A word in defense of this novel against critics, who usually claim one way or or another that the novel is lacking in detail or seems unfinished: this is a writer telling a story in a colloquial fashion, like a storyteller. This book does not tell how to become Spooner. Rather it tells what it is like to be Spooner in several individual moments. Thus no character is explained away - each character retains his/her dignity.

This sort of writing is unpretentious and frees the reader to laugh and ponder along with the book's characters.

If you want a how-to guide that really tells you nothing, watch Batman Begins. If you want a good novel, read this book.
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Format: Kindle Edition Verified Purchase
A while back, I watched an offbeat movie on Netflix that I had never heard of, called The Paper Boy. I thought it was terrific and decided to see if the movie had been based upon a book. It was, and its author was Pete Dexter. I did a Google search and found that Mr. Dexter had written at least a half dozen other novels, including Spooner. Since its paperback version was nearly 500 pages, I didn't think the Kindle price of $8.99 was such a bad deal, so I bought it. Boy, am I glad I did. Right off the bat, however, let me tell you that this is not a book for everyone, but if you enjoy the storytelling of Joseph Heller and John Irving, I think you'll absolutely love Spooner.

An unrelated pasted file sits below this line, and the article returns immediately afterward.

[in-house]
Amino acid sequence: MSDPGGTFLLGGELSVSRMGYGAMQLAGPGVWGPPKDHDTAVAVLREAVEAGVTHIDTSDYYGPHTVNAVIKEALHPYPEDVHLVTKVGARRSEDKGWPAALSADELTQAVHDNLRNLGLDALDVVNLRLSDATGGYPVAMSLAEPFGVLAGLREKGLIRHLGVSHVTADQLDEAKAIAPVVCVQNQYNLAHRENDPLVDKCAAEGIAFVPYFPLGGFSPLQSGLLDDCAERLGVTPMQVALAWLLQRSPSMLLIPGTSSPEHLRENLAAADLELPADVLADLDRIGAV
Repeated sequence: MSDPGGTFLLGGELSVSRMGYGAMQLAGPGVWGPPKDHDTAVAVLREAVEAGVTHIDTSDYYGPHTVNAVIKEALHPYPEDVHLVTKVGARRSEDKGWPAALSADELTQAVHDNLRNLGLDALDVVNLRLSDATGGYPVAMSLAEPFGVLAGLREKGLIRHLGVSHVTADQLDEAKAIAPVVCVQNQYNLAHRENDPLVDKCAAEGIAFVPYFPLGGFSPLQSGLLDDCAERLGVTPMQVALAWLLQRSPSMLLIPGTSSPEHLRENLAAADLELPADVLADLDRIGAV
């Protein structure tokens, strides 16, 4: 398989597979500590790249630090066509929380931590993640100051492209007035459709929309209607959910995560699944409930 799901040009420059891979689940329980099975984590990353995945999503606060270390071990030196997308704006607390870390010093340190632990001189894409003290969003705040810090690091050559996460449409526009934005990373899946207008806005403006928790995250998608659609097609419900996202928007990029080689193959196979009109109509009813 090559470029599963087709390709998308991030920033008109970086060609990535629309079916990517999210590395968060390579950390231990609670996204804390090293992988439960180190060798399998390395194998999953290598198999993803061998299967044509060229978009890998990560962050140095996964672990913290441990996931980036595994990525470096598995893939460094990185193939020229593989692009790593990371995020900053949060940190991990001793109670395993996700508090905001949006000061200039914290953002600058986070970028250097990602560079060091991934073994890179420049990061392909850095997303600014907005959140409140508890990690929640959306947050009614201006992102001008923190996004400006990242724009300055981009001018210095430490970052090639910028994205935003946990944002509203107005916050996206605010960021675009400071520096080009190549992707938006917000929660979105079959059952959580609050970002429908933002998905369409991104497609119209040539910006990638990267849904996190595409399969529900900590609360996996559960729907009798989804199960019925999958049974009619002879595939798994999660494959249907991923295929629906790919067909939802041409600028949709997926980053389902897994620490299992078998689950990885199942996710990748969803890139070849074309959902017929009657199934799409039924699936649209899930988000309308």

Essentially, this is a complex biography about two men - Warren Spooner and his stepfather, Calmer Ottosson - and their unusual and unlikely relationship. In a way, it's a kind of love story. Now, before you go getting all worked up and saying "I don't want to read any love story about two men," just relax. We're talking stepfather-stepson love here, nothing perverted. On the contrary. It's all about mutual respect, some given and some earned.
On more than one occasion while reading this book, my wife heard me laugh aloud, sometimes hysterically; that is the essential nature of Spooner. Indeed, it is a very funny book. However, it is also a complex tragic story, replete with a sense of poignancy that I always seem attracted to.
I can't wait to read another of Mr. Dexter's books. But for now, I would suggest you get started with Spooner. I promise you won't be disappointed.
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By G.L. on July 21, 2011
Format: Hardcover Verified Purchase
Even the acknowledgments are incredibly funny. Dexter makes it look effortless. The understated regionalisms, the crafty plot structure, the characters you could swear you keep bumping into in real life, well, it all accumulates and you start wishing everybody at work would just shut up so you could finish up, go home, and read your book. Then you realize it can't be effortless or you'd have read more novels as amazing as this. You start regretting that Spooner's going to end sooner or later, so you check the copyright dates on Dexter's other novels in order to figure out how fast he writes and therefore how long before the next one is published. Don't even bother denying it, because we all know you.